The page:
Financial regulators in the United Kingdom are pushing for greater individual accountability from employees of banks and other financial institutions through two new proposed regimes.
The U.K.’s Prudential Regulatory Authority and Financial Conduct Authority issued a joint statement this week unveiling the plans for a new Senior Managers Regime and a Certification Regime. Officials said the proposals stem from recommendations by the Parliamentary Commission on Banking Standards, as well as changes called for in the Financial Services and Markets Act 2000 and the Financial Services/Banking Reform Act 2013.
The overarching goal is boosting accountability in the banking sector.
“The proposals in this consultation are intended to create a new framework to encourage individuals to take greater responsibility for their actions, and will make it easier for both firms and regulators to hold individuals to account,” the joint statement said.
The 395-page consultation paper includes details on both new regimes as well as rules of conduct, the regulatory lifecycle, how the changes apply to U.K. branches of foreign banks, and cost benefit analyses from both agencies.
The changes would apply to certain employees of banks, building societies, credit unions, and PRA-designated investment firms. Most of the proposals would not apply initially to U.K. branches of foreign banks, although regulators are mulling plans to extend the proposals to those firms as well.
Officials with the agencies wrote that “the behavior and culture within banks played a major role” in the financial crisis, including scandals like the Payment Protection Insurance mis-selling and the attempted benchmark rigging of the London Interbank Offered Rate (LIBOR).
“However, under the statutory and regulatory framework in place at the time, individual accountability was often unclear or confused. This undermined public trust in both the banking system and in the regulatory response,” the consultation paper said.
The Senior Managers Regime (SMR) applies to individuals subject to regulatory approval and will require the firms to allocate a range of responsibilities to the individuals and regularly vet their fitness and propriety. The regime will focus the accountability on a more narrow segment of senior executives than the current Approved Persons Regime, the agencies said.
Under the SMR, individuals performing a specified senior management function will require pre-approval from either the PRA, the FCA, or both, depending on the firm. Firms will have to provide a statement of responsibilities, detailing the functions the proposed manager would be tasked with overseeing. Both regulators would have the authority to tack on time limits or conditions to approvals. Those subject to the regime include board members, executive committee members for firms subject to FCA oversight, and in some cases heads of key business units, individuals in group or parent companies with significant influence on decision-making, and others responsible for important business, control, or conduct-related functions.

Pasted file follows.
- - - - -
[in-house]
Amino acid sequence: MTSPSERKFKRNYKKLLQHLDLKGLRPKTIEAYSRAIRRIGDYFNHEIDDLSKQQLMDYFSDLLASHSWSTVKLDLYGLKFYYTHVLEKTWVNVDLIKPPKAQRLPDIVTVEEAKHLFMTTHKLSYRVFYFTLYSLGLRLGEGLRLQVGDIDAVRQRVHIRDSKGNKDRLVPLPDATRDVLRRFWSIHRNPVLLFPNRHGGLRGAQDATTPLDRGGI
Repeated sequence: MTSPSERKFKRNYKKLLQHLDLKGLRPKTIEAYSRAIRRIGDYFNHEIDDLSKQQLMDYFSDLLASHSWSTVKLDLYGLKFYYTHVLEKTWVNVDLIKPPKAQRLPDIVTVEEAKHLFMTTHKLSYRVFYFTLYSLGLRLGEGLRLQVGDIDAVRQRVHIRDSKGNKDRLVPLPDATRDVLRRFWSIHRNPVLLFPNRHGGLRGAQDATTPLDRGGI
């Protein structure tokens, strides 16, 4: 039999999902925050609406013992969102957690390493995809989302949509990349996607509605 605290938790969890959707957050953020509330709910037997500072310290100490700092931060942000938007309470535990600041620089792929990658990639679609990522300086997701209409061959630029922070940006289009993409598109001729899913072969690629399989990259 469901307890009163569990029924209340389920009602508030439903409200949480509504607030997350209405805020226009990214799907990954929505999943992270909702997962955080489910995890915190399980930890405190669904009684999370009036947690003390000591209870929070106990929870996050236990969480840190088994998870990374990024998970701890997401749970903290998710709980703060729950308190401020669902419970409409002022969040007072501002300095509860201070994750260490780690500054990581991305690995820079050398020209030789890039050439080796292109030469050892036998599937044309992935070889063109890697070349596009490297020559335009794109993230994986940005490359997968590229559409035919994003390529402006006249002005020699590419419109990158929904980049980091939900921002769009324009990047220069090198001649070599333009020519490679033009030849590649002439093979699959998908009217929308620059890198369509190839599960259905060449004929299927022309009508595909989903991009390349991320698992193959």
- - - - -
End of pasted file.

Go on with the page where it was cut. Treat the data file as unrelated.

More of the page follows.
The Certification Regime will require affected firms to assess the fitness and propriety of employees who could pose “a risk of significant harm” to either the firm or its customers. This regime is broader in scope, applying to all employees who perform functions related to regulated activities which are not senior management functions but could pose significant risk.
The regulators will not approve employees under the regime, but will hold a senior manager of the firm accountable for the internal assessment and certification process. The regime calls for an initial certification of the employee’s fitness and propriety to perform the function, as well as annual reassessment and renewal of certifications.
The regulators said the FCA will include a broader swath of employees under the Certification Regime, including material risk takers like financial advisors and other customer-facing employees, supervisors and managers of other certified persons, and others, such as benchmark submitters, with significant influence function roles designated under the existing Approved Persons Regime.
A new set of conduct rules will affect employees targeted by both regimes, and capture a wider scope than the current code in the Approved Persons Regime. In the FCA’s case, the regulator will apply the conduct code to most employees of relevant firms who are based in the U.K. or handle customers in the U.K. Ancillary employees like caterers and security guards will be exempt.
The changes also give regulators greater enforcement powers, including a new criminal offence for decisions causing the failure of a financial institution and the presumption that senior managers are accountable for “contraventions” occurring within their responsibility areas.
Competition, costs, equality, and diversity are not expected to be affected by the changes, regulators said.
The PRA and FCA consultation period will end 31 October 2014, with final guidance expected by the end of the year or early 2015. The agencies are seeking comments on the proposals as well as the timetable for implementation.